Ready to get started with yoga at home? In this post, I’ll break down how to do 10 basic yoga poses for better health - and the benefits of each pose!
More and more doctors are recommending yoga as a way to support the healing process and work towards optimal health. A growing body of research shows that yoga offers many health benefits (mental and physical). It can help with help with back pain, posture, flexibility, balance, stress reduction, mood, sleep, and more.
The best thing is, you don’t have to do hours and hours of yoga every day to get these benefits. Just a few minutes of yoga at home can go a long way in improving your health.
There are hundreds and hundreds of poses in contemporary yoga, but when I'm teaching my yoga classes I find myself repeatedly coming back to the same ones. These 10 poses are beginner-friendly and provide incredible benefits for our health and well-being without much risk.
Ready to try them out? In this post, I’ll break down how to do these 10 yoga poses for better health - and the benefits of each!
*Important note: To be clear, individual yoga poses on their own are not magic. The yoga poses work together as a part of the entire system of yoga. That said, this is a great place to start. Notice how each pose feels in your body and take 5-8 deep, intentional breaths in each pose.
These are technically two poses, but they are so frequently linked together that we'll count them as one.
This pose is helps to articulate the spine, move almost every joint in the body in a non-invasive way, and to alternately contract and stretch the upper back, lower back and neck to increase circulation and relieve tension. It's also a great way to connect movement to breath and get in the flow at the beginning of your practice.
Cobra pose counteracts all of our typical bad postural habits (like slouching). It's great for strengthening the upper and lower back, stabilizing the sacrum, and stretching the front of the body. It can also be used to work with the neck and shoulders, depending on the pose variation.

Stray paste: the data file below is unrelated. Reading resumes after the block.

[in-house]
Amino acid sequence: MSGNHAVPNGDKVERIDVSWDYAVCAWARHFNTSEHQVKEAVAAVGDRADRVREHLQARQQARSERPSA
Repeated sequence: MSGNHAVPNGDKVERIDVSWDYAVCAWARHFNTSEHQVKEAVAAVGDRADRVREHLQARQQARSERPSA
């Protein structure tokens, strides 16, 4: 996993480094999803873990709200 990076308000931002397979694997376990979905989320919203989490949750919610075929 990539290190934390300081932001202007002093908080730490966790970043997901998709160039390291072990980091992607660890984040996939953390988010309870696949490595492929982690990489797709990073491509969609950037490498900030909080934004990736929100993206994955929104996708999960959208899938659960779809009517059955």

I like to argue that rest and stillness is just as important (if not MORE important) than the movement in yoga. Taking child's pose for a few breaths can help you explore the power of the pause, tune in to what you're feeling, and notice any shifts in your energy as you go through your practice. Child's pose also stretches your lower back, upper back, and neck. I like to invite exploration of my breath in this pose, directing the flow of the breath to my back ribs.
Low lunge is great for strengthening the legs and core while stretching the hip flexors and calves. Different arm variations engage specific areas of the back, neck, and shoulders. It requires grounding and control while also inviting expansion and length.
Chair pose strengthens your lower body, your back, and your core. It's an excellent pose for improving your balance and focus, and it increases your heart rate and improves blood flow and circulation. I like to encourage my students to slow their breath down and find ease in this posture. This is a wonderful way to explore self-regulation during times of challenge.
Tree pose can be used to train balance AND strengthen the muscles that are directly involved in maintaining balance, especially the gluteus medius. Practicing tree pose can also develop presence, teaching us how to breathe and find ease in a pose that requires a lot of effort and focus.
Wide-legged forward bend is mainly used for stretching the lower back, inner thighs, and hamstrings. Different adaptations strengthen upper and lower back and stretch the shoulders.
Seated twist rotates the spine and realigns the relationship between the shoulder girdle and the spine, as well as pelvic girdle and the spine. It stretches the neck and outer hip. Extending the bottom leg makes the pose easier for most people and different arm adaptations change the intensity of the twist.
Bridge pose is a backbend that's great building lower body strength (hamstrings, quadriceps, hips, glutes) and therefore supporting the knee joints and potentially easing back pain. It's also great for improving posture because it actively stretches the chest and the back of the neck while contracting the upper and mid back muscles. This pose is accessible to most students, so it's a wonderful pose to hold and explore drawing inward, tuning in to sensation and the breath.
I would argue that this is the most important and beneficial pose of all! Savasana allows your nervous system to calm and shift into the "rest and digest" mode. Most of us live our day to day lives in sympathetic overdrive, sometimes known as the "fight or flight" mode. Giving yourself a few minutes of complete rest is essential for balanced health and well-being. No matter how busy you are, please don't skip savasana!
Enter your info below and I'll share my Yoga at Home Toolkit with you for FREE!
The Yoga at Home Toolkit Includes: